US Hop Harvest 2016 – The Countdown Starts Now

August 24th, 2016 Posted by Hops, News, Uncategorized No Comment yet

It is that time of the year again, and I am finalizing plans and counting down days to my trip to Yakima, USA. I am visiting because it is the time of the year that they harvest the hops.

Yakima is where the majority of hops are grown in the USA. Every year since 2012 I have traveled to Yakima at hop harvest time, to visit hop farms, and meet hop growers, but mostly to have the opportunity (which is the ultimate privilege) to be able to select the hop I want. This will be my fifth consecutive season at hop harvest in Yakima.

luke smelling hopsWhat does hop selection mean? It is that I am presented with several lots of hops (of approximately similar sizes, depending on variety and the quantity I have contract for that variety). I am presented with 6 to 8 different samples from potentially the same number of farms. I take these hops and rub them in my hands to heat up the hop oils and the smell the aromas they produce. I compare them all, making notes, and then rank them, and select my favourite.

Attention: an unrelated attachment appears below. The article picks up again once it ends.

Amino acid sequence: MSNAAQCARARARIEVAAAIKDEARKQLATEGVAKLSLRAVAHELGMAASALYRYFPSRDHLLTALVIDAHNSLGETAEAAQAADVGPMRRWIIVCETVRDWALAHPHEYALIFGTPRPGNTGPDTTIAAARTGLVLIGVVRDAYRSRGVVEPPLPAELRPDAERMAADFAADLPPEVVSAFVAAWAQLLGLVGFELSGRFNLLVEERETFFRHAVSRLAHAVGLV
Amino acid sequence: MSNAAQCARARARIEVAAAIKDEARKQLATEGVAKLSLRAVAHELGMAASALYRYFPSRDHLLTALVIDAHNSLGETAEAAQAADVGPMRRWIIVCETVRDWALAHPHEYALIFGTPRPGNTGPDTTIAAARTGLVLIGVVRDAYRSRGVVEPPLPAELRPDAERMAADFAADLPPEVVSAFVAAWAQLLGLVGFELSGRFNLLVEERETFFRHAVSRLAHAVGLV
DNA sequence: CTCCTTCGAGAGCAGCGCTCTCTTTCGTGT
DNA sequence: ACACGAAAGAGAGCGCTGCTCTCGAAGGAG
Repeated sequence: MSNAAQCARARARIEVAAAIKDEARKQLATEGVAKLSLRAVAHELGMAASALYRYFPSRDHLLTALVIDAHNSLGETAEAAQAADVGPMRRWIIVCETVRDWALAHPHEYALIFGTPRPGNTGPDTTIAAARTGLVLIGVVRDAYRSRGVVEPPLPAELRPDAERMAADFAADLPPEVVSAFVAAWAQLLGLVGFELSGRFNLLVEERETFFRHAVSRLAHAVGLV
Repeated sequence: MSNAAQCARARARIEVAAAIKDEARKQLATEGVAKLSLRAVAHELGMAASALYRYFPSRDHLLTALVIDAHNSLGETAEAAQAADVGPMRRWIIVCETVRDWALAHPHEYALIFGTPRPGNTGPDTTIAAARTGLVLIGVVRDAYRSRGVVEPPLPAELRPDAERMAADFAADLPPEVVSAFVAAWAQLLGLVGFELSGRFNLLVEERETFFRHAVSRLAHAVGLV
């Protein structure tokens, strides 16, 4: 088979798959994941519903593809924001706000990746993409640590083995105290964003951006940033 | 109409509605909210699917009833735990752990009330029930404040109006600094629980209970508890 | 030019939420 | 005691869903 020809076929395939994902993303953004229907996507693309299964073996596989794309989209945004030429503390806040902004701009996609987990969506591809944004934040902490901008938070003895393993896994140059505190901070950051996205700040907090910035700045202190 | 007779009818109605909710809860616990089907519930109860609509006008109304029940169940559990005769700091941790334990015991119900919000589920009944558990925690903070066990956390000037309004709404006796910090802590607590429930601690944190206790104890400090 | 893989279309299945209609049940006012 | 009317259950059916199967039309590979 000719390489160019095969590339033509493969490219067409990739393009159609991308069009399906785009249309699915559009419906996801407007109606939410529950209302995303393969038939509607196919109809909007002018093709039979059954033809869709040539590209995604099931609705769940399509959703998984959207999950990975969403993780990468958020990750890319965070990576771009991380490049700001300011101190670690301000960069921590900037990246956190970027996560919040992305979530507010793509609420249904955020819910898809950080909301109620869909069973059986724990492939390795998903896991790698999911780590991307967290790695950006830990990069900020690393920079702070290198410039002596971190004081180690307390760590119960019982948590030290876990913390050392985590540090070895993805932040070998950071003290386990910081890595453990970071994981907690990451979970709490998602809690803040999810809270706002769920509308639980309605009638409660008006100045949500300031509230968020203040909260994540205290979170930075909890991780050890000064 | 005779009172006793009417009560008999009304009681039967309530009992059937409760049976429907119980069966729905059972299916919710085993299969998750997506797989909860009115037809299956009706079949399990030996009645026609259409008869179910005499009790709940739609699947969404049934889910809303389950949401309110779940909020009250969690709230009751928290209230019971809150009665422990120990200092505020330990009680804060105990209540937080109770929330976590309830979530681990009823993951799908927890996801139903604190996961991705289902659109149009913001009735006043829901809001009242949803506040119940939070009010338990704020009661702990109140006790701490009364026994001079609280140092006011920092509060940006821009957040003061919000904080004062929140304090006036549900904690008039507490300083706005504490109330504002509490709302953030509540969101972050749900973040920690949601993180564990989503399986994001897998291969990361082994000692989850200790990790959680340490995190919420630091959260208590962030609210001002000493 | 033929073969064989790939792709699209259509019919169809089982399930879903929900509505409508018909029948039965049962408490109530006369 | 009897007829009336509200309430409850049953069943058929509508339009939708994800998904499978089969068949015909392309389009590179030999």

Why do I think US grown hops are good? It probably goes back to my formative days of drinking craft beer (early 1990’s). When I first discovered it, and tasted flavours I had never had before in beer. Since that time and that beer(s) was in the US and used US grown hops to flavour it, I have always been drawn to these characters as favourites. Beer is so situational.

I first imported hops from Hopunion in 1997 and have been travelling to the US every year since, sometimes twice a year. Therefore much of my inspiration and influence has come from the West Coast of the USA when it comes to beer styles, beer flavours, hop varieties, and hopping rates.

Luke Hops Are FoodYes, I like hops. You could say I am obsessed with hops. I want to find out as much as I can about hops and the hops I brew with. I want to meet the people that grow the hops I buy. I want to see the plant the my hops come from and where those plants grow. Since these hops are grown in Yakima I need to hop on a plane and travel 7000 miles to get what I want, to make the best beer I can. So far this has seemed to have paid off.

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